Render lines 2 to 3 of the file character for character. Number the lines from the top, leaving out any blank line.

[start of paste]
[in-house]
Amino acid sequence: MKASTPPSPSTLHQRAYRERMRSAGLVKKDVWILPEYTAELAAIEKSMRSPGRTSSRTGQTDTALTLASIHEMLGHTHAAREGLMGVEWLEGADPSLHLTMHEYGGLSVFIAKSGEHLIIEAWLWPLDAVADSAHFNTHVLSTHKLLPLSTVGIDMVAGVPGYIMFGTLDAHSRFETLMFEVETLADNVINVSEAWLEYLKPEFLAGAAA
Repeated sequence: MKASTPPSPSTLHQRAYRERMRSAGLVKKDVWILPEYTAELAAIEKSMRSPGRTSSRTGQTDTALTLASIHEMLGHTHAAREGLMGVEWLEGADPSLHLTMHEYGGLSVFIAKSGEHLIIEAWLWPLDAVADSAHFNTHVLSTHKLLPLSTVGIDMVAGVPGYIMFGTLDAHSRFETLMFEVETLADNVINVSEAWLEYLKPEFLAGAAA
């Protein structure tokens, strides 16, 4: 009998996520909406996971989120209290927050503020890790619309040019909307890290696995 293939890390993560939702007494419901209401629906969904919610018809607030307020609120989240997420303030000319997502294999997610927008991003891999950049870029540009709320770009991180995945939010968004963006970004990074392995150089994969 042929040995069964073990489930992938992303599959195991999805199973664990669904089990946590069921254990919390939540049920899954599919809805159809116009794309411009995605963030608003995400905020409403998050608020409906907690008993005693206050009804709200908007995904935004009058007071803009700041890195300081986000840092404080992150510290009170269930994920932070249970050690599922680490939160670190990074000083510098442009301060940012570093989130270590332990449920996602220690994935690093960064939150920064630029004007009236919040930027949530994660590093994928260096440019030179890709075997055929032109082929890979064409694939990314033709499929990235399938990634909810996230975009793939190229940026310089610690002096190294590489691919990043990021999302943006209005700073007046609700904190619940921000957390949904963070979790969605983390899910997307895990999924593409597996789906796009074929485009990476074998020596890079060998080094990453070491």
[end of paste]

Amino acid sequence: MKASTPPSPSTLHQRAYRERMRSAGLVKKDVWILPEYTAELAAIEKSMRSPGRTSSRTGQTDTALTLASIHEMLGHTHAAREGLMGVEWLEGADPSLHLTMHEYGGLSVFIAKSGEHLIIEAWLWPLDAVADSAHFNTHVLSTHKLLPLSTVGIDMVAGVPGYIMFGTLDAHSRFETLMFEVETLADNVINVSEAWLEYLKPEFLAGAAA
Repeated sequence: MKASTPPSPSTLHQRAYRERMRSAGLVKKDVWILPEYTAELAAIEKSMRSPGRTSSRTGQTDTALTLASIHEMLGHTHAAREGLMGVEWLEGADPSLHLTMHEYGGLSVFIAKSGEHLIIEAWLWPLDAVADSAHFNTHVLSTHKLLPLSTVGIDMVAGVPGYIMFGTLDAHSRFETLMFEVETLADNVINVSEAWLEYLKPEFLAGAAA